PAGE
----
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The peaceful demonstrations and sit-ins that began December 1 and quickly escalated into violent clashes between pro- and anti-government groups continue to fuel the flames of yet another potential civil war in Lebanon.
Backed by Syria and Iran, the Shia group Hezbollah, along with several other parties, opposes the current Lebanese government, led by Prime Minister Fouad Siniora. His anti-Syrian government was formed after Syria reluctantly withdrew from the nation two years ago.
In the aftermath of last summer’s war in Lebanon, Hezbollah declared victory after Israel failed to halt incoming rocket and mortar attacks, eliminate Hezbollah’s leadership and rescue its two captured soldiers. Emboldened by this and Beirut’s failure to effectively combat Israeli forces, Hezbollah seeks to create a national unity government, demanding more than a third of the Cabinet seats. This would give the pro-Syrian terrorist organization veto power and the ability to collapse the current government. Syria would then again have strong influence over Lebanese affairs.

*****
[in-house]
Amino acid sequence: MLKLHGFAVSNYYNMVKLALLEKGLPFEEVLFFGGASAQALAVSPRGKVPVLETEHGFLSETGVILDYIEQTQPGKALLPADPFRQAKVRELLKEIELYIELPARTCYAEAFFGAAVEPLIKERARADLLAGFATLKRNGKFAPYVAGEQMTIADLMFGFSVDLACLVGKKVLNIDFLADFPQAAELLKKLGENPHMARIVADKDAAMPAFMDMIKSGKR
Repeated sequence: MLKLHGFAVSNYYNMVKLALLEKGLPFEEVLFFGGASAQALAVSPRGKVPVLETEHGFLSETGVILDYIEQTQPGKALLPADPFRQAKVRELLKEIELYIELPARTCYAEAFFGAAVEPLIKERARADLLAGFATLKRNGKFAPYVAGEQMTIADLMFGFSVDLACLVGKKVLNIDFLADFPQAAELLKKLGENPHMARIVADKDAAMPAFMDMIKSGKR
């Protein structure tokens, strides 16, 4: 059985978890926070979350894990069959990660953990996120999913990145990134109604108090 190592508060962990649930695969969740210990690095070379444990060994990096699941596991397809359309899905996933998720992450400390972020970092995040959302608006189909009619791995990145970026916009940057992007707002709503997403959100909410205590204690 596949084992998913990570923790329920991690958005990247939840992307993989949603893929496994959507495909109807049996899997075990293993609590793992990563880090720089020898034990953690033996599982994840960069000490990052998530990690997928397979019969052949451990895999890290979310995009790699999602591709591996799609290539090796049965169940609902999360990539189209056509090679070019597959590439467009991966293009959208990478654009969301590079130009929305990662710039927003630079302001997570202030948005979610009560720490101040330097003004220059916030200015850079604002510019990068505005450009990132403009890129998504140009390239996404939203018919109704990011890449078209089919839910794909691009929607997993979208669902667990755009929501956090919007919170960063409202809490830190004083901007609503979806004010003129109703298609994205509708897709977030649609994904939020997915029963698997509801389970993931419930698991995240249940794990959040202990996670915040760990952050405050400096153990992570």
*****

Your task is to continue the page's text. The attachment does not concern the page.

The governments of Egypt, Saudi Arabia and Jordan have voiced their support for the Siniora administration, which has the support of the United States and France.
With Washington viewing Lebanon as yet another battlefield in the war on terror, many see the current struggle as a global standoff between the U.S. and Iran, along with Syria. Jordan’s King Abdullah II has warned that the international community might witness three civil wars this year: one in Iraq, another in the Palestinian territories, and one in Lebanon.